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Whether you already live in California or you’re considering making the move out west, NorCal might just be calling your name. From the booming tech industry to the young professional scene to arts and culture, there’s nothing not to love – the cost of living in San Francisco.
The cost of living in California in general is widely regarded as pretty high. While living in San Francisco might be a bit more expensive than some other places in the country, there’s a lot of nuance there.
Just like any other city in the country, San Francisco and the surrounding areas have a diverse array of communities and cultures, with all different standards of living and experiences. The most expensive reputations hardly make a city, so if you’re California dreaming, you might want to take a deeper dive into what it means to live in the Bay Area.
Curious about the cost of living in San Francisco, California? Here’s what you need to know.
What Is Cost of Living?
Before we get into San Francisco specifics, we need to talk about what the cost of living actually means. Plenty of people have their own ideas and definitions of what cost of living means to them based on their own life experiences, but in short, cost of living is the amount of money it takes to live an average quality of life in any given place.
This includes all of life’s expenses, all the way from the big things like rent to the small things like miscellaneous purchases.
What Is a Good Salary in San Francisco?
San Francisco tends to skew a bit above the California average, with the highest average household income coming in at the highest among California’s major cities. While a “good salary” can mean something different to everyone, taking the average into account is always good for gauging how your own income compares.
While Los Angeles’ average household income is $51,000, San Francisco boasts an average of $87,000, which is reflected in the cost of living in the area.
What Is San Francisco’s Minimum Wage?
Another detail that plays into the cost of living is the minimum wage in any given place, and San Francisco is no different. While there are places where you can buy property for cheap and rent prices are low, the minimum wage usually reflects that.
California’s statewide minimum wage is $14 per hour, but many individual cities have higher minimum wages than that, including San Francisco, which sits at $16.07, the highest of California’s major cities.
How Does San Francisco Compare to Southern California?
It’s no secret that California can slide over to the expensive side of living, but how do NorCal and SoCal compare to each other?
While the cultures are different — with NorCal having a more seasonal, professional feel and SoCal boasting a more traditionally beachy California experience — it’s really up to you which you go for. San Francisco has a higher cost of living than Los Angeles and San Diego, but that’s also reflected in the average household income and minimum wage.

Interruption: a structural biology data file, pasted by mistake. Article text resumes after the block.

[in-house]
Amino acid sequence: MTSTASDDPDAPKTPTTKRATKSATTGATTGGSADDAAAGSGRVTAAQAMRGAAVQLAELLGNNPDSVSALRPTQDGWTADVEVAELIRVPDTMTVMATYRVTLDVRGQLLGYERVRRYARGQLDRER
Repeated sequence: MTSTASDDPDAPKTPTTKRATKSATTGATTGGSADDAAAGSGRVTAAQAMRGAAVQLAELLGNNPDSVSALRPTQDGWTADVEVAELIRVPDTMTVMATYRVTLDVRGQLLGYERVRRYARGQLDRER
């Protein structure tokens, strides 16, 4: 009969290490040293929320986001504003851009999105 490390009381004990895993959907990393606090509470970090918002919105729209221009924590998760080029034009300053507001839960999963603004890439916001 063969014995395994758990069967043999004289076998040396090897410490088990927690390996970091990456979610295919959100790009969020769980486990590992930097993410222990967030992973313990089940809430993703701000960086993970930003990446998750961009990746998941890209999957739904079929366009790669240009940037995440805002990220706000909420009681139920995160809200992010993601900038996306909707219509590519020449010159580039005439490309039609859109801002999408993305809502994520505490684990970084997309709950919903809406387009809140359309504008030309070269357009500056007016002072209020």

Should I Buy a House In San Francisco?
In terms of the housing market, each city and county will have its own set of rules and principles. Really, it all depends on what you’re looking for.
The California housing market is a bit saturated, especially in the major cities, and with San Francisco’s housing and rent prices, you might need a lot of dough in the bank to afford property there.
However, if it’s important to you to save, you can always look in the other parts of NorCal or the rest of the Bay Area, which can tend to run a bit cheaper than within the city limits.
Best Places to Live In San Francisco
When it comes to neighborhood choice, personal preference and budget come into play. While this will depend on the kind of person you are, your taste, and your commute requirements, here are some of the best-rated San Francisco neighborhoods that people love:
- Telegraph Hill
- Showplace Square
- Lower Haight
- Mission Bay
- Civic Center
- South Beach
- Nob Hill
All of these neighborhoods have their own strengths and tend to be great places for young professionals looking for housing.
What About the Rest of the Bay Area?
If you have a job or school in San Francisco but you aren’t looking to pay San Francisco rent prices, moving to another, closer part of the Bay Area can be a great money-saving alternative.
Beyond that, many Bay Area cities have thriving and vibrant communities that you can enjoy and be a part of while living there, all the while giving you a bit of a break from the big city. Here are some of your options:
- Palo Alto
- Mountain View
- San Jose
- Walnut Creek
Other NorCal Alternatives
If your California dreams span a bit wider than the Bay Area, you may want to also consider the rest of Northern California.
With beautiful scenery, a great culture, and all different kinds of communities, there are so many great places to check out in NorCal — that are less expensive than the Bay Area — including:
- El Dorado Hills
- Tahoe City
- San Jose
Cost of San Francisco Living
San Francisco is just like any other place — while the cost of living might be more expensive, the minimum wage and the average household income are higher, too. Whether you head for the Bay Area, switch gears to SoCal, or head right for San Francisco, you can find whatever is right for you.